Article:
ate, to Congress. The JCT published its report on January 28, 2000; the Office of Tax Policy of the Department of the Treasury submitted its report on October 2, 2000.

The JCT and the Treasury Department have disagreed on the merits of changing Section 6103 to permit expanded data sharing. The JCT recommended that “new access to returns and return information should not be provided unless the requesting agency can establish a compelling need for the disclosure that clearly outweighs the privacy interests of the taxpayer.” The JCT report did not explain how to determine both the pros and cons of such a decision, nor did it appear to fully accept the need for the existing access. (Both the JCT and the Treasury Department recommended dropping the Federal Trade Commission from access under Section 6103.)

The Treasury Department, in contrast, recommended that “the disclosure authority of Section 6103(j) should be expanded to additional specified statistical agencies, and such agencies should be permitted, upon prior Treasury approval, to share IRS data with each other.” It also specified the agencies to include and that the change to Section 6103 should cover both individual and business records.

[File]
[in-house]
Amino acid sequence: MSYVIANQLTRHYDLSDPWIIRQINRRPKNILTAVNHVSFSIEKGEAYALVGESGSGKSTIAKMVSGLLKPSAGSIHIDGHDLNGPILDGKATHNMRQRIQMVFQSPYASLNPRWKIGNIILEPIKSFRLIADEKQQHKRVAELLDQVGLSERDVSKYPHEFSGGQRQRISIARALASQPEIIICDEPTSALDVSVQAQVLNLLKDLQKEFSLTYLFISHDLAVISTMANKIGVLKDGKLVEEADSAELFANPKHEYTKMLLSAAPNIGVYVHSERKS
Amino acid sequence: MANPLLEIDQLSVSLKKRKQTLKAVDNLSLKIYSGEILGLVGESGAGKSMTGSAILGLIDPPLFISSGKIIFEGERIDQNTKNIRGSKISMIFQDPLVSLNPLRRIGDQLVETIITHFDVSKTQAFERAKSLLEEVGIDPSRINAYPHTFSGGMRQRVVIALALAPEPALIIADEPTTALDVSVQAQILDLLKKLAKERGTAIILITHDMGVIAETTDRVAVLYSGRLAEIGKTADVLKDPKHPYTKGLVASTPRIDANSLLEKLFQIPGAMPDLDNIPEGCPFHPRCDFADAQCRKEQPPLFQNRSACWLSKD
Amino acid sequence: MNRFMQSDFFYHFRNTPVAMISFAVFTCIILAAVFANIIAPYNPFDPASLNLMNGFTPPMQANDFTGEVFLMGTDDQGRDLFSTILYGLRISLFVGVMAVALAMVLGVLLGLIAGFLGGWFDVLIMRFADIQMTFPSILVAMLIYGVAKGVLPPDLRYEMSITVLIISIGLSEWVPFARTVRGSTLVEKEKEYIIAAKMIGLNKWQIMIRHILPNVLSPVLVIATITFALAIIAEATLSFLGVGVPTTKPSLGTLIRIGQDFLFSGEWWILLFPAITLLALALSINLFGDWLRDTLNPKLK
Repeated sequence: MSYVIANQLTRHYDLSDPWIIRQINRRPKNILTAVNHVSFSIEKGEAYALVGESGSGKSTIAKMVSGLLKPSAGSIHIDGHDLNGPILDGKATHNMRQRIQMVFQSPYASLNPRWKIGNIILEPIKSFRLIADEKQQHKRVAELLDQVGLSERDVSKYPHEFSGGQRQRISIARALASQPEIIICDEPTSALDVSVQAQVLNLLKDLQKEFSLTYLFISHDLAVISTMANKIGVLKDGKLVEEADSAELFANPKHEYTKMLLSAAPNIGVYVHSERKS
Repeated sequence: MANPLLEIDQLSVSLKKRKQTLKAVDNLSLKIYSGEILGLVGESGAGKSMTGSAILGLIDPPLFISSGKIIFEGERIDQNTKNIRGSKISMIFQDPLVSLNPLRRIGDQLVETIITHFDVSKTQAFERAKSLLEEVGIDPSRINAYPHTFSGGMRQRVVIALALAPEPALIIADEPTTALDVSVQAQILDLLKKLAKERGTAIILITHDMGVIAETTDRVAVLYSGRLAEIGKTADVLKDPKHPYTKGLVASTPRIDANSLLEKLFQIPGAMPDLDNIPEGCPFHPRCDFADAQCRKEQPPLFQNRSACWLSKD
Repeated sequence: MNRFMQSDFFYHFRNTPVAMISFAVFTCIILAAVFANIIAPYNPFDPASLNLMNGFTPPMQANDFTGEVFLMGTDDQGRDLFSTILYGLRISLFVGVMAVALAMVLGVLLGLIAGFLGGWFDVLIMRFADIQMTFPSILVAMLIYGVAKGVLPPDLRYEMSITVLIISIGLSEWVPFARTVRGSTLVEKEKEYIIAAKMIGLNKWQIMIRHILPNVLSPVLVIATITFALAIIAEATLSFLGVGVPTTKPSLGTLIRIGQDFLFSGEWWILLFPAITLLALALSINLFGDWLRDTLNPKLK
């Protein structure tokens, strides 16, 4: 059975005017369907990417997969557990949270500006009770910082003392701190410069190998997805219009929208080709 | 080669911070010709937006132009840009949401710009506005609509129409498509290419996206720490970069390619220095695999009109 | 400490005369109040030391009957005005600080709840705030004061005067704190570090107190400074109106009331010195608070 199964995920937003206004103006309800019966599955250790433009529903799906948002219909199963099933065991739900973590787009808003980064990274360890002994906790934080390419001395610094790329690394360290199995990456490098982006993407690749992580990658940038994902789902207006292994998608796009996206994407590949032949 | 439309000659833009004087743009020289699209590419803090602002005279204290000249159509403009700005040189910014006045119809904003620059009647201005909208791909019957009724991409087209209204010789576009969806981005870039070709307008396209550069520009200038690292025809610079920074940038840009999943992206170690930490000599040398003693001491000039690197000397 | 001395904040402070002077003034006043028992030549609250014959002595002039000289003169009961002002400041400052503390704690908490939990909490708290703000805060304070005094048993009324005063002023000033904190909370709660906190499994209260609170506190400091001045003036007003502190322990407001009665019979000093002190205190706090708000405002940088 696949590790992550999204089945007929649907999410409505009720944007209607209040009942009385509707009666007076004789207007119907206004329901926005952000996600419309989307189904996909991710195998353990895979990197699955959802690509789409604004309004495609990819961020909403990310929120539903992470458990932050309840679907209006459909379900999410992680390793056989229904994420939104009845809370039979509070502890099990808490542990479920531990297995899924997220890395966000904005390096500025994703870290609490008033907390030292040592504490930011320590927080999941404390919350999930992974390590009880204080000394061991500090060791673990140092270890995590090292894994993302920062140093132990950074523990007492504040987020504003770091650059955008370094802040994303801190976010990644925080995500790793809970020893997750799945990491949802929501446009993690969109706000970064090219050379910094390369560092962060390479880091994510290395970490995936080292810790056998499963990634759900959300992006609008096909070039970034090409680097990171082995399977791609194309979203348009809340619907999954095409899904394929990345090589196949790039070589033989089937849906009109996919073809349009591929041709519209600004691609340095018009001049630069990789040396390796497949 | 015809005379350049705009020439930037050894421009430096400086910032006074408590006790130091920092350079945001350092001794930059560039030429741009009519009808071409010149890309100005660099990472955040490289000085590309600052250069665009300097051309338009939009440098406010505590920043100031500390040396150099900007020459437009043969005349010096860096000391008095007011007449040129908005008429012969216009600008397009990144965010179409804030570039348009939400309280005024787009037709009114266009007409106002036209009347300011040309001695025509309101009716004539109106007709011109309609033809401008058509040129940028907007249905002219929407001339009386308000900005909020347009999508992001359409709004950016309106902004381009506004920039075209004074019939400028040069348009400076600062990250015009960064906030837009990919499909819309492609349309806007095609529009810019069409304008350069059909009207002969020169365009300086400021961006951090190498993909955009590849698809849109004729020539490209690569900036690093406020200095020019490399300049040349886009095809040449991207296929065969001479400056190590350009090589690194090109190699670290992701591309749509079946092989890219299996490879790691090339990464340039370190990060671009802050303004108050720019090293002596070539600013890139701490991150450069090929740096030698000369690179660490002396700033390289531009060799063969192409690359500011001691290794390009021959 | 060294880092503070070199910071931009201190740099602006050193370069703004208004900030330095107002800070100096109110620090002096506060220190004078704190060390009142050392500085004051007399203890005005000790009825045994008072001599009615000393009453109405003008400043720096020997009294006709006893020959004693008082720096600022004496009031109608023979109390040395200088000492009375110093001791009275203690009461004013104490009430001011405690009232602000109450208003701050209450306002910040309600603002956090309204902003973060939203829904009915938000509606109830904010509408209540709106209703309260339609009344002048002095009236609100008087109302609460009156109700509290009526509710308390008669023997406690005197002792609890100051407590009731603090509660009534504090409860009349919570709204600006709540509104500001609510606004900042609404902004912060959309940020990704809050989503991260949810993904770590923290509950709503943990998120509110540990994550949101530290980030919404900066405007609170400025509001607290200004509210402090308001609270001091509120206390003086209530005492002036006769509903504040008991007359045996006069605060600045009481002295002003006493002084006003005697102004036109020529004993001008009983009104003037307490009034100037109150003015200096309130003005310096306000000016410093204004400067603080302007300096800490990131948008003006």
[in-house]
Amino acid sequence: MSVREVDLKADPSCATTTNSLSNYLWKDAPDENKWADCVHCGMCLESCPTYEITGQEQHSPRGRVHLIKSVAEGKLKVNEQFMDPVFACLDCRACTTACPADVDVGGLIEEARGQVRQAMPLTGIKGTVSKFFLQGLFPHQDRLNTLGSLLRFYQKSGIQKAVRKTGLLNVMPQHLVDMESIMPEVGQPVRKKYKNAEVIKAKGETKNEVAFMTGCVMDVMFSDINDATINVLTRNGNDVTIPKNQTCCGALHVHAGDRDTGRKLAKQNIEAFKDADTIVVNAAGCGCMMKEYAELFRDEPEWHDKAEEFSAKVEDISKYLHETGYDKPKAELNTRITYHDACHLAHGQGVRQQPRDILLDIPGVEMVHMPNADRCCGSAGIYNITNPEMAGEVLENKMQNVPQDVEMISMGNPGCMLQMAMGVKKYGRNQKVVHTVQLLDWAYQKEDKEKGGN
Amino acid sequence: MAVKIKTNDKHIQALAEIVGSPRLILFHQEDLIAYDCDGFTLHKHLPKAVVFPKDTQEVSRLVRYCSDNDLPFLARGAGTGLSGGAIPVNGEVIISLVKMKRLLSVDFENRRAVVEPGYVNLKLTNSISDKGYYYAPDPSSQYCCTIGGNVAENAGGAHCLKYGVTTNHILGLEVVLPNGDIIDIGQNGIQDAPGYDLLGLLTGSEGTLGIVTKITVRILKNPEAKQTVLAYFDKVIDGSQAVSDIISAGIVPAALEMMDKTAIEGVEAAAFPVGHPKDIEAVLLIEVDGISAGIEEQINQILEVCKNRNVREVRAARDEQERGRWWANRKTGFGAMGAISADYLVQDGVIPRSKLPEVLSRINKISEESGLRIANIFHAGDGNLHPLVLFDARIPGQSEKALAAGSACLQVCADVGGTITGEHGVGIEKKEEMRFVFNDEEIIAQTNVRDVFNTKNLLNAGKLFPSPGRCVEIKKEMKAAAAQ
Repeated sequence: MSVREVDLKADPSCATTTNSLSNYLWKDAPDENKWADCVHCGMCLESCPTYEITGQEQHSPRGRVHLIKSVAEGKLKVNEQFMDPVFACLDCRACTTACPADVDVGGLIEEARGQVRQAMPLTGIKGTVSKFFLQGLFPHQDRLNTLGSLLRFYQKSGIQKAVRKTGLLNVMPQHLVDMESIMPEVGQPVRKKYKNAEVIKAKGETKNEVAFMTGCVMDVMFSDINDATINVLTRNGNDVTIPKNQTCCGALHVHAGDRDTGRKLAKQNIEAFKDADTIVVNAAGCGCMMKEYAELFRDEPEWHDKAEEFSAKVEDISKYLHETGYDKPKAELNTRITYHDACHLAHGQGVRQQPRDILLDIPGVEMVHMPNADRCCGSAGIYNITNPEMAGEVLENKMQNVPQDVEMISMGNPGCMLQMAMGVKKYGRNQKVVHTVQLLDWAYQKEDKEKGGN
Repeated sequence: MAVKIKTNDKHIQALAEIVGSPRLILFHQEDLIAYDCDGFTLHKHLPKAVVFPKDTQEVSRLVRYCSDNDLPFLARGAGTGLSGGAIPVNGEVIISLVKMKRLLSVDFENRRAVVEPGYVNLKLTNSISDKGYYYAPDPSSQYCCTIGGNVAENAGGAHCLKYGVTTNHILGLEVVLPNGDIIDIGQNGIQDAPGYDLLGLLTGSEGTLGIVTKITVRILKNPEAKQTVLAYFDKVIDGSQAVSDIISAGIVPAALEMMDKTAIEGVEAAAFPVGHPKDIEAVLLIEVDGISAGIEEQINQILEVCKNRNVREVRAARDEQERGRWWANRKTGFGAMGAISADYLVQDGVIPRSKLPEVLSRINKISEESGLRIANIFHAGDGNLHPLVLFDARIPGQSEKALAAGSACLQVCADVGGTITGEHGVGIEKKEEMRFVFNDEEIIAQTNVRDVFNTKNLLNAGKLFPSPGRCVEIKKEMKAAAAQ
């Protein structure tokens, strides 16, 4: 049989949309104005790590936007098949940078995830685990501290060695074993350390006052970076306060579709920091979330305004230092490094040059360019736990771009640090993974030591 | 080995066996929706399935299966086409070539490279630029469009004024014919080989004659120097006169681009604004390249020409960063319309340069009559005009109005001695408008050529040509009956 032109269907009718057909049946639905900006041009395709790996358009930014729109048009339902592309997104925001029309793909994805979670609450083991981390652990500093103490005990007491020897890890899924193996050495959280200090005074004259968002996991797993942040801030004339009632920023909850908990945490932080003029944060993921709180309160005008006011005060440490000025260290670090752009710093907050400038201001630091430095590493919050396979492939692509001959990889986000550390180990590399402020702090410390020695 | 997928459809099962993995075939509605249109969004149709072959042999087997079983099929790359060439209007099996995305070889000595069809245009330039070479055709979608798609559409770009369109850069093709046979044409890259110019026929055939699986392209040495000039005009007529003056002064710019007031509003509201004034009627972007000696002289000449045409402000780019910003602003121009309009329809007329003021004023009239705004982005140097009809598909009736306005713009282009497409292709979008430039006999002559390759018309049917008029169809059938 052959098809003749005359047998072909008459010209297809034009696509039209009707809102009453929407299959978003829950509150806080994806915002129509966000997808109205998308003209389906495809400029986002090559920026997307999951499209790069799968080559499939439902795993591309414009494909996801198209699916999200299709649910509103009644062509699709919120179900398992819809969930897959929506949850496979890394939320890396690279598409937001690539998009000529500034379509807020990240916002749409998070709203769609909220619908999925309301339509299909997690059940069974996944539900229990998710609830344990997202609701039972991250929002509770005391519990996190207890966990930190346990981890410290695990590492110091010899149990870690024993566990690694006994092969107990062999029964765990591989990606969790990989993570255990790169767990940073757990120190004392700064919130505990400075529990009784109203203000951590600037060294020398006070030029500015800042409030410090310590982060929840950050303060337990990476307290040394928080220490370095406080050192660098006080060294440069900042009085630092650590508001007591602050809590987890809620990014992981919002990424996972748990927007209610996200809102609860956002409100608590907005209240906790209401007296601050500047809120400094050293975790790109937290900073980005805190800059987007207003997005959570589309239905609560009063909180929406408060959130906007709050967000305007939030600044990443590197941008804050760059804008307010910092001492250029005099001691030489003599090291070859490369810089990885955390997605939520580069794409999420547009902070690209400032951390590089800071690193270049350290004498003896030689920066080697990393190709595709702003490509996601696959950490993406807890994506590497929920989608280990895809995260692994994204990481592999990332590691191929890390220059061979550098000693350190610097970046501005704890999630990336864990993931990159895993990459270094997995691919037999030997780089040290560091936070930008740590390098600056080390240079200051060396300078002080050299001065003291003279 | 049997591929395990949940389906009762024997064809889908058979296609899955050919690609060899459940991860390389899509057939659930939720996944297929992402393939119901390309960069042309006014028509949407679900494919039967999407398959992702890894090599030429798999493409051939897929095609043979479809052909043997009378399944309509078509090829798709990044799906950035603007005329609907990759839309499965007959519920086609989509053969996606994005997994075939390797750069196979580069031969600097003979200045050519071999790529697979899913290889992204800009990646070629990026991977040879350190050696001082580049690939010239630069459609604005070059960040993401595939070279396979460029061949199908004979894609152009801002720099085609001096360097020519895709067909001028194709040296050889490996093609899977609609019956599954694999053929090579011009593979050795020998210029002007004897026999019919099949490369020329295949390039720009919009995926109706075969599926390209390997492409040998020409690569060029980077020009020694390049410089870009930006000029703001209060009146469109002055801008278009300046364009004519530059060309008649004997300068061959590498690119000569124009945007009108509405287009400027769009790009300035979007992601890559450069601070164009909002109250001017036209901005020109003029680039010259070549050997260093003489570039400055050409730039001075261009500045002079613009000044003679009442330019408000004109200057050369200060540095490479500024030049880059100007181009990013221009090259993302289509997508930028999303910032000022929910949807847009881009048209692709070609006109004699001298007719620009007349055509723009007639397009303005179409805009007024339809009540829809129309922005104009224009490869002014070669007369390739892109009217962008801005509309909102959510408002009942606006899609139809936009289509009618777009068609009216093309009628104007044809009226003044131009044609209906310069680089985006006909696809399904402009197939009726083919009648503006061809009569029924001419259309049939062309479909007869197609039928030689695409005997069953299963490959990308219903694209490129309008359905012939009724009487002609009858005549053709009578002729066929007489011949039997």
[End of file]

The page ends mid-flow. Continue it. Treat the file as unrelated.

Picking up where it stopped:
Private business economists have actively supported data sharing. In 1996, Maurine Haver, president of Haver Analytics and chair of the Statistics Committee of the National Association for Business Economics (NABE), testified before the House Subcommittee on Government Management, Information and Technology. In her testimony on consolidating the three major economic statistical agencies (H.R. 2521), she expressed support for the inclusion in that bill of provisions for data sharing among these agencies as it would allow for the creation of a single business register. In 2001, Richard Berner, the president of NABE and managing director and chief U.S. economist of Morgan Stanley, Inc., testified before the House Subcommittee of the Census Committee on Government Reform on the Statistical Efficiency Act of 1999. In his testimony, Berner reported on NABE’s support for the reintroduction of this act, which had been passed unanimously by the House in the previous Congress. He testified that “NABE believes that our national data collection efforts should be as efficient as possible. To that end, we believe that Congress should mandate ‘data sharing’ among the agencies, solely for statistical purposes.” He noted that existing confidentiality statutes are barriers to such data sharing because “they virtually guarantee duplication of effort and inconsistencies among related data sets collected by the affected agencies. Moreover, they prevent agencies from undertaking new analyses that could improve the information available to policy makers. This is not a cost-effective way to run any business—either public or private.”

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